Posts Tagged ‘movie’

Accessing internet radio (or eRadio) stations in Ubuntu is pretty simple. Most of the media players installed by default in Ubuntu can handle the task, and you can easily find and install many other great apps (like Amarok) via Synaptic Package Manager.

The current default for this is “Movie Player” (actually called Totem), and it does the job well, but there is another app installed in every system that can do even better: the default “Music Player“, Rhythmbox.

What we’ll look at is the basics of eRadio in Ubuntu (using the default Totem Movie Player), how to set up a web radio station in Rhythmbox, and why it’s a good idea to do so.

Finding web stations to your liking is a simple matter of a few minutes in Google, and when you find some you’d like to listen to, they generally have a clearly visible link to click.

When you click the stream link, Firefox will ask what you want to do with it, so just go with the default of opening it in Totem (or “Movie Player” as it will be listed).

Totem will open, and the station will be visible in the Playlist pane. You might even find it lets you access more than one station, as some will have US (English) and European (often German) versions. Simply double-click the station name and it will start streaming music within a second or two.

Now, while Totem does the job, and all that was pretty quick and painless, there isn’t a way to bookmark the station or anything, and from the lack of any additional information you wouldn’t even be aware many stations broadcast the artist and song names along with the music data. This is why setting up stations in Rhythmbox is a great idea, but you’ll still probably need the help of Totem to do so.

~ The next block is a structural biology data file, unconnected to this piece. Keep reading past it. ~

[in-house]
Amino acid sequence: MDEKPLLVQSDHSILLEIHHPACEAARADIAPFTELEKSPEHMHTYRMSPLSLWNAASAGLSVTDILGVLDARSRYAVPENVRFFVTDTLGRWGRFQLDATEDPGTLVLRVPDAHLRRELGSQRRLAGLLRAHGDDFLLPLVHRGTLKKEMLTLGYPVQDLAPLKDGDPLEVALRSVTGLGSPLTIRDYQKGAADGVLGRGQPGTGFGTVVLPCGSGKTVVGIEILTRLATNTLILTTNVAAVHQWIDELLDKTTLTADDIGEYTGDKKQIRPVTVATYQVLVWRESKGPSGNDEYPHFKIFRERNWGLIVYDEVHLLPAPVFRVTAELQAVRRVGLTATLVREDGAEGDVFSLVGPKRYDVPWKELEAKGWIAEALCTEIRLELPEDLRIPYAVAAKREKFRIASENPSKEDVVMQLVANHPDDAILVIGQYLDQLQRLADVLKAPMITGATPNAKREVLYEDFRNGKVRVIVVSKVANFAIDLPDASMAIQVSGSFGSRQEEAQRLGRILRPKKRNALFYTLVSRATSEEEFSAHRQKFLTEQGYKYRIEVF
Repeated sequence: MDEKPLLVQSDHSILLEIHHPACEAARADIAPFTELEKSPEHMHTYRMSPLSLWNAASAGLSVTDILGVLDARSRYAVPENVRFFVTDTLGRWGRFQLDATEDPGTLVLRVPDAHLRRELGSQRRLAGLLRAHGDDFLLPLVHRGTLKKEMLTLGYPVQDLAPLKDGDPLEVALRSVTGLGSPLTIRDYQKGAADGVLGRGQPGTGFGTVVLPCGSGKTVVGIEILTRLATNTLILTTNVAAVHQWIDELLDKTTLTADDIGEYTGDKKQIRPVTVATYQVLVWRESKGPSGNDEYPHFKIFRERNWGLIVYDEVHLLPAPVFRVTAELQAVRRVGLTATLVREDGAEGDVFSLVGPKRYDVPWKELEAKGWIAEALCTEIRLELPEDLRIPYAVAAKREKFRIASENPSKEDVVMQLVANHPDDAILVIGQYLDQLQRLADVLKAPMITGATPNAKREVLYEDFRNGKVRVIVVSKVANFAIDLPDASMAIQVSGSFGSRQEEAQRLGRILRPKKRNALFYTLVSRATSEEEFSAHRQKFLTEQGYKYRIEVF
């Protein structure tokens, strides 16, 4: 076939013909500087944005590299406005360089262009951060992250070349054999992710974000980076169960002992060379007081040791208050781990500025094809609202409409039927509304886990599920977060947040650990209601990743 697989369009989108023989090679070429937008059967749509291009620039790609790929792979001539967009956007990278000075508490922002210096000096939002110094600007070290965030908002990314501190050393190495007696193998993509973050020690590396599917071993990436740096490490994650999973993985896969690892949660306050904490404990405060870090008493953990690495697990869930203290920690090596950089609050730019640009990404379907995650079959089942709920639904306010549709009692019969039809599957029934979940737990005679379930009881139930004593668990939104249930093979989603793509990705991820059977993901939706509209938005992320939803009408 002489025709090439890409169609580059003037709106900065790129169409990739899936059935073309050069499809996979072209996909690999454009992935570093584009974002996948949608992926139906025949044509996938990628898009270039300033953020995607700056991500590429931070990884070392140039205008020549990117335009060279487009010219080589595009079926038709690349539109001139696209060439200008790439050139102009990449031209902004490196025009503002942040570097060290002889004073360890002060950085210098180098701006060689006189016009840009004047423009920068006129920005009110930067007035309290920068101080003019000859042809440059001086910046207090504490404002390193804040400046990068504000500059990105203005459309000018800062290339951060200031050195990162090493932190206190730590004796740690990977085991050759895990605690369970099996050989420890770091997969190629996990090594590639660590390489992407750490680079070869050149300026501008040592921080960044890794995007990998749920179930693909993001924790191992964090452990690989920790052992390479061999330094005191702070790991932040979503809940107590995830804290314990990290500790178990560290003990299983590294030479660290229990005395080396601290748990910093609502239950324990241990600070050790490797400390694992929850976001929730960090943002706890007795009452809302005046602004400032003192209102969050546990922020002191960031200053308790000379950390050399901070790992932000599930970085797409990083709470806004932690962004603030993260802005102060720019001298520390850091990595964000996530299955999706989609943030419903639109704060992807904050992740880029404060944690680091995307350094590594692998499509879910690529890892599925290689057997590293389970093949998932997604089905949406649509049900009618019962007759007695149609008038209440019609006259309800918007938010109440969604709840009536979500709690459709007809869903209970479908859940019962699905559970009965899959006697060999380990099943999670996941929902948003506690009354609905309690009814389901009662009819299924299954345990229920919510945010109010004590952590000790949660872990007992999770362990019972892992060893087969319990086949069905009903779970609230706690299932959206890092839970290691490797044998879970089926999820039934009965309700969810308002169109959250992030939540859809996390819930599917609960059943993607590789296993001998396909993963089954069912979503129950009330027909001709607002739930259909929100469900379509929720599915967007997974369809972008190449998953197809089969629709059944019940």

As you probably know, when Firefox wants to know what to do with a specific file, you can actually choose a program other than the suggested default. Usually, a list of apps will even be presented to you, but in the case of links that point to a .pls (“MP3 ShoutCast playlist“) file, you probably won’t find a way to open it in Rhythmbox. That’s because (currently) no apps at all are suggested for that filetype, and manually specifying the command /usr/bin/rhythmbox may not help. Same goes for other formats, like .wax (“Windows Media Audio Redirector“) files (more on those at the end of this article), but there is a simple way to get around this.

Now, when you click a link that points to a playlist file, the URL will be something like http://www.heavymetalradio.com/listen.pls, and (currently) Rhythmbox seems incapable of handling that (which is why nothing happens). But if you open the station in Totem, you can right-click the station and choose Copy Location, and you’ll find the URL is something like http://www.heavymetalradio.com:8000 (the numbers on the end are the port to connect to).

When you go to Rhythmbox, just right-click the Radio icon in the left pane and choose New Internet Radio Station…

Once you’ve pasted in the address and clicked Add, you will see your station(s) in the right-pane. Once again, just double-click the desired station to begin streaming, which you can of course pause at any time, and it will begin streaming again when you click Play.

Now you will notice that not only do you have the name of the station in the title bar, but also the name of the artist and song currently playing. That information is also visible beneath the media control buttons.

It doesn’t end there, as you can do one more thing, and that is customise the “cover” artwork. You’ve probably noticed when accidentally hovering your mouse over the artwork area that a tooltip saying “Drop artwork here” appears, and this is what we’ll do for the radio station (so pick a picture you like, or download their logo).